Personal Histories: A Little Boy and a Can of Coke

Photo by Abhijeet Rane

I’m nearing the end of the first draft of Hidden Colours, my second novel, scheduled to be released in late autumn. The novel is set in modern day Berlin. My husband is from Berlin and we studied there together, and sometimes we dream about living there again, but that’s a story for another day.

I’ve written this book faster than the last one, partly because being signed to EP means that I can’t afford to meander to the finish line, but also because with three children under eight, if I didn’t work to a strict schedule, nothing would get done.

It’s been a treat researching Berlin for the novel, remembering our love affair with the city, reliving my time there. One of the benefits of choosing a setting I know well – and J can act as a consultant for – is that it cuts down on research time.

Photo by Matt Biddulph

Still, Berlin is a treasure chest and as usual, I can find myself disappearing down rabbit holes. It’s a city of nooks and crannies that changes with the seasons, and has a rich and often fraught history. J tends to be my alpha reader – the first person to read the manuscript through – and I’m nervous to see if I’ve portrayed the city accurately.

My favourite Berlin story has to be one my husband told me years ago. I like hearing it, even when he tires of it himself. I’ll tell you about it now, although it’d be much better if he could relay it himself. I’m not sure anymore what I’ve embellished over the years. Imagine this:-

A nine year old boy is walking home from school in East Berlin. He has blonde hair, chubby legs, a backpack on his back. The boy grew up behind the Berlin Wall, and the grip of communism is such that paranoia reigns. Citizens aren’t allowed Western telly, or Western goods, and when certain items arrive from the West, like bananas or mangoes, excited queues form around the block to taste the exotic.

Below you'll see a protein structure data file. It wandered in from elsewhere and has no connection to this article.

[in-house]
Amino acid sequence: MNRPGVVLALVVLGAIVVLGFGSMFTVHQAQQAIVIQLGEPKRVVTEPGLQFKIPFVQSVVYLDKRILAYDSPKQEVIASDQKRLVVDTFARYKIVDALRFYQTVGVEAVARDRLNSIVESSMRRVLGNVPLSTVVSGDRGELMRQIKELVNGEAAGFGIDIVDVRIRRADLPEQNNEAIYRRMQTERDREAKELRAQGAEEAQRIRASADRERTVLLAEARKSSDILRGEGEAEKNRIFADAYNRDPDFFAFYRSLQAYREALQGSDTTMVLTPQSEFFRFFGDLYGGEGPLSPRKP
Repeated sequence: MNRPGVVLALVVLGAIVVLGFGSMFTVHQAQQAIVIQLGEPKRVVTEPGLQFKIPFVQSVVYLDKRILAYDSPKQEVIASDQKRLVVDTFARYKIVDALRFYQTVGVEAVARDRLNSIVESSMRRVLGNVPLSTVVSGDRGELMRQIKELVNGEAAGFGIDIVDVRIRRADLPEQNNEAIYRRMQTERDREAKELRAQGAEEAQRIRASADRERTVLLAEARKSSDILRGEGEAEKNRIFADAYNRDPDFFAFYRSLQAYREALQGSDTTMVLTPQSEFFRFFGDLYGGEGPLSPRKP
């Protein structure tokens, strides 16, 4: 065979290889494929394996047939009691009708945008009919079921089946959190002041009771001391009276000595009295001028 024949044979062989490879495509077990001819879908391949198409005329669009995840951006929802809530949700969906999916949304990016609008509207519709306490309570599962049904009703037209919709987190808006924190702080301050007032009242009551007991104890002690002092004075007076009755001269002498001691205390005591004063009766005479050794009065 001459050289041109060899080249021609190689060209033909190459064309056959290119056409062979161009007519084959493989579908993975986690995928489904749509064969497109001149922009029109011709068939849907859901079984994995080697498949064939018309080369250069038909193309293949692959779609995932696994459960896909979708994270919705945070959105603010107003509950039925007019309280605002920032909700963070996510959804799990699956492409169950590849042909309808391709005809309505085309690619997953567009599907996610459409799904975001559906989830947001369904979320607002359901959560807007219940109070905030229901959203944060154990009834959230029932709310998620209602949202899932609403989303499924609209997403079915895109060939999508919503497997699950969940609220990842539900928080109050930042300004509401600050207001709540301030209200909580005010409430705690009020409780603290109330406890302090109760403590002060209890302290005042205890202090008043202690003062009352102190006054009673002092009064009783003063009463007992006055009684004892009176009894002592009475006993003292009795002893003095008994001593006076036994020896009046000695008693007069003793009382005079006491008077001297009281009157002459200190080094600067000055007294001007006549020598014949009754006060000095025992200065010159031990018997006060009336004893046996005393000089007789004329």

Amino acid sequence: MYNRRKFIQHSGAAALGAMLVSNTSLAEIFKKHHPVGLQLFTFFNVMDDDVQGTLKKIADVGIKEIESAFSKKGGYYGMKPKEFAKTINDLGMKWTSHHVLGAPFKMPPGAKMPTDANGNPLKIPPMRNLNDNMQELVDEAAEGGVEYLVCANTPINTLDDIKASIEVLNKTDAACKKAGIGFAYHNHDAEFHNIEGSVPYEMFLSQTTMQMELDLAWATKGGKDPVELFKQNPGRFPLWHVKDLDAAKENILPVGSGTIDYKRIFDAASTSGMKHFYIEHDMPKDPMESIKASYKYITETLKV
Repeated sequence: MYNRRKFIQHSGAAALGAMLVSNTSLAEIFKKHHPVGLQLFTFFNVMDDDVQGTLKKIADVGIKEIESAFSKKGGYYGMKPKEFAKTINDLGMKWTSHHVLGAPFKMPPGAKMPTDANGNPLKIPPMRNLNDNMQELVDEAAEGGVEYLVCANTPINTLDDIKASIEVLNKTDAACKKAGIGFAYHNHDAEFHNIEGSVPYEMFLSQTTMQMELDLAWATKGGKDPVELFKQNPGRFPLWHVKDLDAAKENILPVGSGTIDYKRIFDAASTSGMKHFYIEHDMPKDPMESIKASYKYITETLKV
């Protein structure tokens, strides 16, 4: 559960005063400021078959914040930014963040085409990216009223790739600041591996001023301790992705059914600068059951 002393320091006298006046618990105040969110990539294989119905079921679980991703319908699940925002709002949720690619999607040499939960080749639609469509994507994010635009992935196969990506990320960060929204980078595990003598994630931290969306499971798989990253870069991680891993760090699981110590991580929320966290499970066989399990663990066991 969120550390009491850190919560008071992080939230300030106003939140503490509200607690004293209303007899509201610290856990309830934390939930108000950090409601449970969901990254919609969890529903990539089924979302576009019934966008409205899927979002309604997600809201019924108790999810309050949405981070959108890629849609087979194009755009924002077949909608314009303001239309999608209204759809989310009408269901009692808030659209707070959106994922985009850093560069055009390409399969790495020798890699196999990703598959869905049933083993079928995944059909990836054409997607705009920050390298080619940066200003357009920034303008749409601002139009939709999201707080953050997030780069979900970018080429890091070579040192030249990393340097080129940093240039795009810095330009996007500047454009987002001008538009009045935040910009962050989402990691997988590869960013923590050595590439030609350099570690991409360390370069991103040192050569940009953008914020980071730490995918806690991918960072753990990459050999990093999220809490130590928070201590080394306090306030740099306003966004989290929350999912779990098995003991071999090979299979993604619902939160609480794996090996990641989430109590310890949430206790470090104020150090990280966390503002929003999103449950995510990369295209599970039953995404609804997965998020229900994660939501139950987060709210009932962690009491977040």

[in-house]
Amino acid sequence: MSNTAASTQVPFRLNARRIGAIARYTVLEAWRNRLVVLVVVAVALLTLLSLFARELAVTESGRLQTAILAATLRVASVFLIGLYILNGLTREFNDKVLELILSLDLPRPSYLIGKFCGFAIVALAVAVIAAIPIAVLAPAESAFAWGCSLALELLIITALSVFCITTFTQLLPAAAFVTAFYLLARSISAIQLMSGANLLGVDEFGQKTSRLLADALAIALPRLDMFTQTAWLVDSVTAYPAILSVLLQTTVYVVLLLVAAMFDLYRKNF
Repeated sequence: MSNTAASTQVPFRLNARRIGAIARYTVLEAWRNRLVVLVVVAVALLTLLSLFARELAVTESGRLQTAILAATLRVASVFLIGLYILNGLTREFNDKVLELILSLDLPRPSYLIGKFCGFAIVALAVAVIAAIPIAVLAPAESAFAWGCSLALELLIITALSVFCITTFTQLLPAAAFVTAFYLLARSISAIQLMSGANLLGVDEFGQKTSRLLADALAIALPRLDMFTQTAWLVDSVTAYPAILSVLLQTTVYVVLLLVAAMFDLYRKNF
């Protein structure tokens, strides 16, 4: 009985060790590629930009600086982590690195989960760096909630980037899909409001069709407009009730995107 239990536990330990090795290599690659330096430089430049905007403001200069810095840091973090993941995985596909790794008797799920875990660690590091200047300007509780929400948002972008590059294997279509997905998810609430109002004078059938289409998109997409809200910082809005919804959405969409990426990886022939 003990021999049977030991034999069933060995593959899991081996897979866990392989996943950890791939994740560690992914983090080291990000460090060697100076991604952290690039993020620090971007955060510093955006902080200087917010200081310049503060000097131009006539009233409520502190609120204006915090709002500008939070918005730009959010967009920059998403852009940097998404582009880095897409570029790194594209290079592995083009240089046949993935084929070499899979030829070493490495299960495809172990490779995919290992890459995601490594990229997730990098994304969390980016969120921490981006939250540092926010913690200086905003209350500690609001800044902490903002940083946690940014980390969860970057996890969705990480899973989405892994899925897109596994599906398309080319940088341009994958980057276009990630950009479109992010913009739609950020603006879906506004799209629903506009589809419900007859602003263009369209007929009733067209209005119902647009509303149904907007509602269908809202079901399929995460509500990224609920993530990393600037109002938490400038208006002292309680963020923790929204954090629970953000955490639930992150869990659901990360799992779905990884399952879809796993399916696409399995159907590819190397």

The boy knows about Coca-Cola from adverts on illicit TV channels. In East Berlin shops, own brand Cola is the norm. So that day, when he is walking home, and sees a can of real Coca-Cola on the roof of a car with West German licence plates, he can’t believe his eyes.

Photo by Pascal Volk

The first thing he does is sit on a wall and observe the can. There’s no one around the car, and he’s sure this is a trick. There must be spies waiting to report unsuspecting citizens to the authorities. Being caught with Western goods would mean trouble. So the boy waits and watches, his heart drumming in his chest, checking the windows of the high-rises opposite for any twitching curtains or sudden movements.

After close to an hour, he can’t bear it anymore. He builds up all his energy and runs for the car, swiping the can off the roof. He almost falls over. The can is full of liquid. It hasn’t even been opened yet. It would have been a trophy enough to have an empty can, but this is beyond his wildest dreams.

He runs home as fast as his little legs can carry him, and hides the can of Coke in his bedroom, savouring a few sips each day. When the can is empty, he keeps it, refilling it with supermarket own brand Cola, pretending it is the real deal.

So there you have it. I can picture it so vividly. Some stories feel like a gift to open. We always thought it would make a good Coca-Cola advert. I love how it intertwines national and personal history. I feel so protective of that paranoid, excited little boy (J denies the chubby legs!), and how careful he was about something so small, but important to him.

If you have time, tell me a story from your childhood in the comments.



All the Tomorrows, my first novel, is available at all the usual retailers. Hidden Colours, my second novel, is due out in autumn 2018. If you want to be updated when it releases, follow me on BookBub and Amazon. Alternatively, subscribe to my occasional newsletter.

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